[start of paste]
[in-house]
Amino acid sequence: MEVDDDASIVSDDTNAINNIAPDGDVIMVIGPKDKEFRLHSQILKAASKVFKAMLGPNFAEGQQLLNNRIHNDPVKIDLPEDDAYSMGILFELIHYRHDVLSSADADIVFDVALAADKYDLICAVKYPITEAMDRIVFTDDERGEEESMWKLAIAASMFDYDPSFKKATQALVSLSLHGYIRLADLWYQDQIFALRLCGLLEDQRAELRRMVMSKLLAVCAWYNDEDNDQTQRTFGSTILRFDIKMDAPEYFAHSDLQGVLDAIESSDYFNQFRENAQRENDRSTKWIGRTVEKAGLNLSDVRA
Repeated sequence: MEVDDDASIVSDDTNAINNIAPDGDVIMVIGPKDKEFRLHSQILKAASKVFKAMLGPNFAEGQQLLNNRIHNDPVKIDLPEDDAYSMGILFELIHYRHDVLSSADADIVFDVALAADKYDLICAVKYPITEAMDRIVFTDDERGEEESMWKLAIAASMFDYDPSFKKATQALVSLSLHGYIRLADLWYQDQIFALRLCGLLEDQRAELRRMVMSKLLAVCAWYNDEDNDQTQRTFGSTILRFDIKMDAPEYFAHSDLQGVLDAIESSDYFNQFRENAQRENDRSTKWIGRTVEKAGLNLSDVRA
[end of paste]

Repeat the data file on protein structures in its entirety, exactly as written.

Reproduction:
[in-house]
Amino acid sequence: MEVDDDASIVSDDTNAINNIAPDGDVIMVIGPKDKEFRLHSQILKAASKVFKAMLGPNFAEGQQLLNNRIHNDPVKIDLPEDDAYSMGILFELIHYRHDVLSSADADIVFDVALAADKYDLICAVKYPITEAMDRIVFTDDERGEEESMWKLAIAASMFDYDPSFKKATQALVSLSLHGYIRLADLWYQDQIFALRLCGLLEDQRAELRRMVMSKLLAVCAWYNDEDNDQTQRTFGSTILRFDIKMDAPEYFAHSDLQGVLDAIESSDYFNQFRENAQRENDRSTKWIGRTVEKAGLNLSDVRA
Repeated sequence: MEVDDDASIVSDDTNAINNIAPDGDVIMVIGPKDKEFRLHSQILKAASKVFKAMLGPNFAEGQQLLNNRIHNDPVKIDLPEDDAYSMGILFELIHYRHDVLSSADADIVFDVALAADKYDLICAVKYPITEAMDRIVFTDDERGEEESMWKLAIAASMFDYDPSFKKATQALVSLSLHGYIRLADLWYQDQIFALRLCGLLEDQRAELRRMVMSKLLAVCAWYNDEDNDQTQRTFGSTILRFDIKMDAPEYFAHSDLQGVLDAIESSDYFNQFRENAQRENDRSTKWIGRTVEKAGLNLSDVRA